Do you need a vitamin D supplement?

Winter is coming and soon many of us will be spending most of our non-working hours in the dark.

Winter is coming and soon many of us will be spending most of our non-working hours in the dark.

For those who do not go South for the winter, getting adequate vitamin D can be a challenge.

Vitamin D is most well known for its role in maintaining bone health, along with calcium and phosphorus. However, there is also a growing body of research suggesting its role in preventing certain cancers, chronic diseases and boosting our immune system.

While it is estimated that 10-15 minutes of sunshine is adequate to produce enough vitamin D from the body, sunscreen, time of day, cloud cover, smog, skin pigmentation, age and latitude can all affect this process.

So how much Vitamin D do I need?

The current RDA (recommended daily allowance) is 600 IU for 1-70 year olds. This includes all food and supplements and assumes zero sun exposure.

Can I get this from food?

Yes, but it is not easy.  In Canada, milk (and milk substitutes), infant formulas, margarine and some orange juices are fortified with vitamin D. It is also naturally occurring in egg yolks, beef liver and fatty fish.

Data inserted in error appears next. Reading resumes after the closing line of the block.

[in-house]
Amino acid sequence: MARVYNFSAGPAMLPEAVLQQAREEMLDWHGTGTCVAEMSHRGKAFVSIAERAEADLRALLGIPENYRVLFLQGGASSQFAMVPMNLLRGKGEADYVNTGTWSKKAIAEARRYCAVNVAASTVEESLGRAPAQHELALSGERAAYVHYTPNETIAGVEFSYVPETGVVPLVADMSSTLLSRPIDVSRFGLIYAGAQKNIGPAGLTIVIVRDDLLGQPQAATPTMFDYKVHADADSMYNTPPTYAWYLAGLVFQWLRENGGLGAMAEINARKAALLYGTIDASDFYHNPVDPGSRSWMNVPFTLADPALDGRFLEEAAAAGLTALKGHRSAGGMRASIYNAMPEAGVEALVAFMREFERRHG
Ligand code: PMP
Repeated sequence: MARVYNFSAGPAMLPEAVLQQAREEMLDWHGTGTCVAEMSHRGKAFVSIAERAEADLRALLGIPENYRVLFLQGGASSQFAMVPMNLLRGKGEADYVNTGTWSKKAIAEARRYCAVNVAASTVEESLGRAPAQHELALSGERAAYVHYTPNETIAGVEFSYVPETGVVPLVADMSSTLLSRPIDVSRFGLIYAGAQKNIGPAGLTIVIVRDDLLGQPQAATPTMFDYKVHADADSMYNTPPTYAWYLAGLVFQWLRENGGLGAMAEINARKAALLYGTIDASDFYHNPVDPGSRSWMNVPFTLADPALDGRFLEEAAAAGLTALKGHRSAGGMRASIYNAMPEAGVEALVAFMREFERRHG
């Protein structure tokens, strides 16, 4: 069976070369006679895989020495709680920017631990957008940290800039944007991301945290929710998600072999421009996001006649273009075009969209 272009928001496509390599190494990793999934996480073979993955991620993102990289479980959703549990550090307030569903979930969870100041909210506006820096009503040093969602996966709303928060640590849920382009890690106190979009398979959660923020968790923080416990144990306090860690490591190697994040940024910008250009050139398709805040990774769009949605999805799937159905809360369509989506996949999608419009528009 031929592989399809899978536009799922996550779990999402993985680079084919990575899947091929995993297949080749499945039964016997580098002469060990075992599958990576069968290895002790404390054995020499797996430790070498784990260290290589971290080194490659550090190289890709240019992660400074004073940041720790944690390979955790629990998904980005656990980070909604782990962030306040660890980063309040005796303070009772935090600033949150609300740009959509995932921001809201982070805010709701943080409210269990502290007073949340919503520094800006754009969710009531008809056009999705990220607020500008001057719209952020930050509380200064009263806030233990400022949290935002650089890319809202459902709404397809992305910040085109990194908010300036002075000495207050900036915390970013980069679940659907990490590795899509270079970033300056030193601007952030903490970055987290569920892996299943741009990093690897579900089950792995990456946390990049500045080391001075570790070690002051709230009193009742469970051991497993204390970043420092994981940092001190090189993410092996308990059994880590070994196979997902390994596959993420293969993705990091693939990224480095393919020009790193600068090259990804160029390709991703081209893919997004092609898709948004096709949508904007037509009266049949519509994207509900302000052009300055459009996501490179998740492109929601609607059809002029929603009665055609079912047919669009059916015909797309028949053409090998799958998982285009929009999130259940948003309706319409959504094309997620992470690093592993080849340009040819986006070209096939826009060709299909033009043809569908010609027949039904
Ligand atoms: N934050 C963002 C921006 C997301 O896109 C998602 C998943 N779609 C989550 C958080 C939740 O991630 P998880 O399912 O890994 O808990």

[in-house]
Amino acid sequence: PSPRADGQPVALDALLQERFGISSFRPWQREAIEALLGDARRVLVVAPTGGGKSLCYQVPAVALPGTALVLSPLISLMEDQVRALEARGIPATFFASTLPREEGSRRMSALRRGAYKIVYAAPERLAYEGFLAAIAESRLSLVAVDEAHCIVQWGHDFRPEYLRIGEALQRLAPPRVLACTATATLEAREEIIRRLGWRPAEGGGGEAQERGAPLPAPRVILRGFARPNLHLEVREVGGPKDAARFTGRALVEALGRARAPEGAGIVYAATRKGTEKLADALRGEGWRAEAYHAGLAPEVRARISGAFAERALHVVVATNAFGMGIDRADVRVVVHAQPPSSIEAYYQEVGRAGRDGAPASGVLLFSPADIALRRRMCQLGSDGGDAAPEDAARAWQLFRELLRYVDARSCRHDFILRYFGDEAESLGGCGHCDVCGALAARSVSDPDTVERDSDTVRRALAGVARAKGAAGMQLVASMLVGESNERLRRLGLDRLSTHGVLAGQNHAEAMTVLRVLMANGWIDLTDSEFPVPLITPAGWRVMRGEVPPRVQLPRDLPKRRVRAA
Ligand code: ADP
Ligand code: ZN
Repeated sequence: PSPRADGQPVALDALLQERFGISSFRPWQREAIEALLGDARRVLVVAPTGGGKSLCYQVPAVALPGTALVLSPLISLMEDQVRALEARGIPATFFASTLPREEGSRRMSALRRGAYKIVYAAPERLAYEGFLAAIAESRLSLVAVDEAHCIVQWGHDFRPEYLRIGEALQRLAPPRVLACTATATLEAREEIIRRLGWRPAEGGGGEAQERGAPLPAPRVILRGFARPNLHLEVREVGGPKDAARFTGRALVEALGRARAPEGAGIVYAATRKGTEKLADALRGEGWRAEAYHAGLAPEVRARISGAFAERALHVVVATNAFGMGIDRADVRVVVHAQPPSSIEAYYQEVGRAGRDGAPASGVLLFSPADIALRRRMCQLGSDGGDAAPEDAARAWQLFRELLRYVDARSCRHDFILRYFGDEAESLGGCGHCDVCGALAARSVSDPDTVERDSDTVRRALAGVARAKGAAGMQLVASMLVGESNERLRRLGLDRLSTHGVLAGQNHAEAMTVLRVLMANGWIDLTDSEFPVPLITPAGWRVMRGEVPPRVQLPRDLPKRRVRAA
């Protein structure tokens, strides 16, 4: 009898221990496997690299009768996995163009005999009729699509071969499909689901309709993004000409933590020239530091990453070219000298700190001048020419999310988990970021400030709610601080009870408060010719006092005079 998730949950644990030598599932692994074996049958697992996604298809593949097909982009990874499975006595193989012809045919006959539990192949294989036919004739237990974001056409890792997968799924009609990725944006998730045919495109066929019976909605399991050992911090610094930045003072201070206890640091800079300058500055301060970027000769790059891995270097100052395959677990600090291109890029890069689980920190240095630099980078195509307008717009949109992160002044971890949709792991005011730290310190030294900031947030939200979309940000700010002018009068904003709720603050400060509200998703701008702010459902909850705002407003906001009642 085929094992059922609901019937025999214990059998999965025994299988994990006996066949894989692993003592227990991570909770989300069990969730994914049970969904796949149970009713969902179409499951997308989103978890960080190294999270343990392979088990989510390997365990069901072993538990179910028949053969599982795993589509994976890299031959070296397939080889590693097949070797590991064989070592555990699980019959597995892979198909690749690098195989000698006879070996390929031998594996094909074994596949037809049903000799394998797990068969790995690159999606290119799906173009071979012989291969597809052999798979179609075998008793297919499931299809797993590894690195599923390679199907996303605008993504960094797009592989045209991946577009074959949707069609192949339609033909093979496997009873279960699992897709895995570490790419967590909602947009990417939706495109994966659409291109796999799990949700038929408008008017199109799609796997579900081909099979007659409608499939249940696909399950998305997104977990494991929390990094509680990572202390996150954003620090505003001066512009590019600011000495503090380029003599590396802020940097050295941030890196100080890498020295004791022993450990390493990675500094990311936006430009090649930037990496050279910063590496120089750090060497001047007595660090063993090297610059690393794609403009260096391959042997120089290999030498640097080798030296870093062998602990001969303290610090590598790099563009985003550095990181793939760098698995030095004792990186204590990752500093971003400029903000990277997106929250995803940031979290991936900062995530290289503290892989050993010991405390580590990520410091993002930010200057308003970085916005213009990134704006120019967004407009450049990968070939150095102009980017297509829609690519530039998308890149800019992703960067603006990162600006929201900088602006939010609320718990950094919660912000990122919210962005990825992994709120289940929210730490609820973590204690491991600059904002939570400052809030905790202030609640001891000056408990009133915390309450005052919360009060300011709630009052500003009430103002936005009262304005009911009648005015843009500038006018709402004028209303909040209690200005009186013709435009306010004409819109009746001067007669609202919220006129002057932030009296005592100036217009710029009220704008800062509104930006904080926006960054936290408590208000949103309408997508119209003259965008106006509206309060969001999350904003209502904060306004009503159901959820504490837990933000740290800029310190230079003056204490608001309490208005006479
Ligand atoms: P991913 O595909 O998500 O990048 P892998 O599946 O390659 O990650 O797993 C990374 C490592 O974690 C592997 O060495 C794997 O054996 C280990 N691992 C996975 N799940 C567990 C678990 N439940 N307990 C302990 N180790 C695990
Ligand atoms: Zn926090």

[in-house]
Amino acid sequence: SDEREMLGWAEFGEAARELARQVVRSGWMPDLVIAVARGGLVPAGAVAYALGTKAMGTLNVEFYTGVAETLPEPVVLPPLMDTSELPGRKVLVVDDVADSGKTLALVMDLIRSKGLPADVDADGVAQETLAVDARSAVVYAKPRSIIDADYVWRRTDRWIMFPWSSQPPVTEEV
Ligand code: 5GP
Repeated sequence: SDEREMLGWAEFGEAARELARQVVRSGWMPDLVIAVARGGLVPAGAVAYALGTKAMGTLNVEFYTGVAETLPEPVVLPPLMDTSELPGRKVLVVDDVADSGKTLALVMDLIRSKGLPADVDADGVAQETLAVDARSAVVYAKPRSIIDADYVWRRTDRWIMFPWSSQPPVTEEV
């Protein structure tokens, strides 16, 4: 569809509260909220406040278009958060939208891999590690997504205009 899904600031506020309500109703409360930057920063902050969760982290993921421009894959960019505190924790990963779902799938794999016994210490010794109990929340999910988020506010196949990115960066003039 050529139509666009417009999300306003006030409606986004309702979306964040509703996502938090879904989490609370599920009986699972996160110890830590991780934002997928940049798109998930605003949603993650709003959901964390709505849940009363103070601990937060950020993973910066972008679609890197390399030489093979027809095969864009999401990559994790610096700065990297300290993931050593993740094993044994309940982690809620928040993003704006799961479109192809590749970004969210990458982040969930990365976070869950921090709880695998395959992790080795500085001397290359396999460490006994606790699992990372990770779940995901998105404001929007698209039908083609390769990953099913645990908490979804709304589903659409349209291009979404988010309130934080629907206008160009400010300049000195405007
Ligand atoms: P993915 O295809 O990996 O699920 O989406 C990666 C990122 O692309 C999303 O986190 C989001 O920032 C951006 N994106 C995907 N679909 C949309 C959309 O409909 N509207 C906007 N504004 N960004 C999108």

A cup of milk has about 100 IU, whereas fish ranges from 150-700 IU for a 75g serving.

What about a supplement?

Health Canada currently recommends supplements of 400 IU for all adults over the age of 50. Osteoporosis Canada is more aggressive, recommending 400-1,000 IU for those under 50 who do not have osteoporosis, and 800-2,000 for those over fifty or who currently have osteoporosis.

I would not exceed this dose without medical supervision.

Can I take too much?

Yes! Too much vitamin D can cause calcium to deposit in soft tissues, damage kidneys and cause kidney stones.

The safe upper limit for adults is 4000IU, but is much lower for children.

Vitamin toxicity almost exclusively happens when taken in supplement form.

If you are obstinate about taking supplements, I would recommend starting a habit of drinking at least two cups milk or fortified beverage daily, and eating fish and eggs a couple of times a week, at least during the winter.

-Serena Caner is a registered dietician who works at Shuswap Lake General Hospital.

 

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